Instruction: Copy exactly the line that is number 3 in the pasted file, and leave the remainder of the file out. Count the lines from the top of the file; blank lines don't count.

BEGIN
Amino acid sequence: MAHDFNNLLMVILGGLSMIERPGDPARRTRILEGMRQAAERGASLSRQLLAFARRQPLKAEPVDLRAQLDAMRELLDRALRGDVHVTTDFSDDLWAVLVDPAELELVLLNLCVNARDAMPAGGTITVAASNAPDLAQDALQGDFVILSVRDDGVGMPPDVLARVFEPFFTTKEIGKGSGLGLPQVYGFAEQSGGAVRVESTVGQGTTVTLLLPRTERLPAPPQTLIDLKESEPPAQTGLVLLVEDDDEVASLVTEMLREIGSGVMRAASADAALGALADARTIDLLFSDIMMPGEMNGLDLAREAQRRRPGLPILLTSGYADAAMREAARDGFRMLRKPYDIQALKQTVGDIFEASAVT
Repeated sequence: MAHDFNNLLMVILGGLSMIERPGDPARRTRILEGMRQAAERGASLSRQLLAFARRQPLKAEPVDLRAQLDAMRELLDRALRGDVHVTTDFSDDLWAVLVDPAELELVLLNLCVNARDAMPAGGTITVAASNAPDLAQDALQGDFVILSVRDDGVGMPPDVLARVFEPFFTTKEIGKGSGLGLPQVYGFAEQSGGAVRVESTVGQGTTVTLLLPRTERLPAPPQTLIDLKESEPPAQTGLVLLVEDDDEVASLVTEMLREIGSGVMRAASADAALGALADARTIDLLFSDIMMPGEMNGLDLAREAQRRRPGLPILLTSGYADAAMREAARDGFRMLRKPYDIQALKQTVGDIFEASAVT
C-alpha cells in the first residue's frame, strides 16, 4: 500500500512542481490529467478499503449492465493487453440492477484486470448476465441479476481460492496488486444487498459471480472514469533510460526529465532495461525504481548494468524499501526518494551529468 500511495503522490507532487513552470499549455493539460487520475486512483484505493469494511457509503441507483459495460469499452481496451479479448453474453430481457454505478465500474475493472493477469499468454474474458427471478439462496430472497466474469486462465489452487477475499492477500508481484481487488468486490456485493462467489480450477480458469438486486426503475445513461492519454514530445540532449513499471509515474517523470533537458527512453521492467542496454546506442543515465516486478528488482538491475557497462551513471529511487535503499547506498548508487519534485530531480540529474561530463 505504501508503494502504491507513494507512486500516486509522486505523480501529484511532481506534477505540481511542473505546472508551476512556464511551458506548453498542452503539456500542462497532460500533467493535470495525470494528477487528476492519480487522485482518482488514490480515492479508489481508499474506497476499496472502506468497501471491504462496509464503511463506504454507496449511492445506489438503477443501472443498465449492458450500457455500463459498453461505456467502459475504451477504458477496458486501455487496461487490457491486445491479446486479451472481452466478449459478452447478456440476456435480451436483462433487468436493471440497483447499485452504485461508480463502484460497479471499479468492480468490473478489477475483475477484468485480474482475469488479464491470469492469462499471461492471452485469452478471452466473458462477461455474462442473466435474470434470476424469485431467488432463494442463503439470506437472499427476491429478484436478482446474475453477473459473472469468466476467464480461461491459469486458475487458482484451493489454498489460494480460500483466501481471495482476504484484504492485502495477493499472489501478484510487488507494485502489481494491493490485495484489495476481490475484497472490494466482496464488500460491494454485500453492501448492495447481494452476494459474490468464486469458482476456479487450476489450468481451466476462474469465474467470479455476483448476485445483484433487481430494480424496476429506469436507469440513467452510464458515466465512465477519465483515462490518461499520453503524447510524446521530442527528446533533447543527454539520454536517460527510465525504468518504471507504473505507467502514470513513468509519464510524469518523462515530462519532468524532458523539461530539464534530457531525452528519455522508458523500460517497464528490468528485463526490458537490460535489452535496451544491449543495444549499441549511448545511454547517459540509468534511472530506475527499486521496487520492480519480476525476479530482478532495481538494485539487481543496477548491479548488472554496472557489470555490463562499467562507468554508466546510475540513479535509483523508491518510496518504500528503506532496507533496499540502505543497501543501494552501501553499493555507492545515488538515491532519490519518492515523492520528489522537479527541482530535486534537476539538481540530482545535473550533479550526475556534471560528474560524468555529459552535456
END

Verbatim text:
C-alpha cells in the first residue's frame, strides 16, 4: 500500500512542481490529467478499503449492465493487453440492477484486470448476465441479476481460492496488486444487498459471480472514469533510460526529465532495461525504481548494468524499501526518494551529468 500511495503522490507532487513552470499549455493539460487520475486512483484505493469494511457509503441507483459495460469499452481496451479479448453474453430481457454505478465500474475493472493477469499468454474474458427471478439462496430472497466474469486462465489452487477475499492477500508481484481487488468486490456485493462467489480450477480458469438486486426503475445513461492519454514530445540532449513499471509515474517523470533537458527512453521492467542496454546506442543515465516486478528488482538491475557497462551513471529511487535503499547506498548508487519534485530531480540529474561530463 505504501508503494502504491507513494507512486500516486509522486505523480501529484511532481506534477505540481511542473505546472508551476512556464511551458506548453498542452503539456500542462497532460500533467493535470495525470494528477487528476492519480487522485482518482488514490480515492479508489481508499474506497476499496472502506468497501471491504462496509464503511463506504454507496449511492445506489438503477443501472443498465449492458450500457455500463459498453461505456467502459475504451477504458477496458486501455487496461487490457491486445491479446486479451472481452466478449459478452447478456440476456435480451436483462433487468436493471440497483447499485452504485461508480463502484460497479471499479468492480468490473478489477475483475477484468485480474482475469488479464491470469492469462499471461492471452485469452478471452466473458462477461455474462442473466435474470434470476424469485431467488432463494442463503439470506437472499427476491429478484436478482446474475453477473459473472469468466476467464480461461491459469486458475487458482484451493489454498489460494480460500483466501481471495482476504484484504492485502495477493499472489501478484510487488507494485502489481494491493490485495484489495476481490475484497472490494466482496464488500460491494454485500453492501448492495447481494452476494459474490468464486469458482476456479487450476489450468481451466476462474469465474467470479455476483448476485445483484433487481430494480424496476429506469436507469440513467452510464458515466465512465477519465483515462490518461499520453503524447510524446521530442527528446533533447543527454539520454536517460527510465525504468518504471507504473505507467502514470513513468509519464510524469518523462515530462519532468524532458523539461530539464534530457531525452528519455522508458523500460517497464528490468528485463526490458537490460535489452535496451544491449543495444549499441549511448545511454547517459540509468534511472530506475527499486521496487520492480519480476525476479530482478532495481538494485539487481543496477548491479548488472554496472557489470555490463562499467562507468554508466546510475540513479535509483523508491518510496518504500528503506532496507533496499540502505543497501543501494552501501553499493555507492545515488538515491532519490519518492515523492520528489522537479527541482530535486534537476539538481540530482545535473550533479550526475556534471560528474560524468555529459552535456